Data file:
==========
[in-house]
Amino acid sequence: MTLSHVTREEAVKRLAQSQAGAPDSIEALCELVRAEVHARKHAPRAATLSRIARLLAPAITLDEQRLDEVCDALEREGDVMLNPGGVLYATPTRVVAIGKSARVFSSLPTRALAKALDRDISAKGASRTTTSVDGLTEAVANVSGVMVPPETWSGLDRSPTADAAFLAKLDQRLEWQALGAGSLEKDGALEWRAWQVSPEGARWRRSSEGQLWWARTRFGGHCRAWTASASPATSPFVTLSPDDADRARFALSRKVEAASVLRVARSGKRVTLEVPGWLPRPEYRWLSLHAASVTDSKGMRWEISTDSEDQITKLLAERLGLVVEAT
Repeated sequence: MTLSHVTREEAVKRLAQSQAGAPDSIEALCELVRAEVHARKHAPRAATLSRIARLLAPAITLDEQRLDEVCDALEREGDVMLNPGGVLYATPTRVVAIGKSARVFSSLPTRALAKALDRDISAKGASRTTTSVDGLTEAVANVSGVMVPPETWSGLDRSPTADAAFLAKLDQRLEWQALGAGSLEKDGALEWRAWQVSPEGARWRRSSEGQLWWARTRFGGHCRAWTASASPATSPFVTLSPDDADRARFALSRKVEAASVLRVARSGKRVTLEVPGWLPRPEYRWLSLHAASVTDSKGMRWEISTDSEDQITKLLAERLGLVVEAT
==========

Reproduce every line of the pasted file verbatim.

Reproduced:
[in-house]
Amino acid sequence: MTLSHVTREEAVKRLAQSQAGAPDSIEALCELVRAEVHARKHAPRAATLSRIARLLAPAITLDEQRLDEVCDALEREGDVMLNPGGVLYATPTRVVAIGKSARVFSSLPTRALAKALDRDISAKGASRTTTSVDGLTEAVANVSGVMVPPETWSGLDRSPTADAAFLAKLDQRLEWQALGAGSLEKDGALEWRAWQVSPEGARWRRSSEGQLWWARTRFGGHCRAWTASASPATSPFVTLSPDDADRARFALSRKVEAASVLRVARSGKRVTLEVPGWLPRPEYRWLSLHAASVTDSKGMRWEISTDSEDQITKLLAERLGLVVEAT
Repeated sequence: MTLSHVTREEAVKRLAQSQAGAPDSIEALCELVRAEVHARKHAPRAATLSRIARLLAPAITLDEQRLDEVCDALEREGDVMLNPGGVLYATPTRVVAIGKSARVFSSLPTRALAKALDRDISAKGASRTTTSVDGLTEAVANVSGVMVPPETWSGLDRSPTADAAFLAKLDQRLEWQALGAGSLEKDGALEWRAWQVSPEGARWRRSSEGQLWWARTRFGGHCRAWTASASPATSPFVTLSPDDADRARFALSRKVEAASVLRVARSGKRVTLEVPGWLPRPEYRWLSLHAASVTDSKGMRWEISTDSEDQITKLLAERLGLVVEAT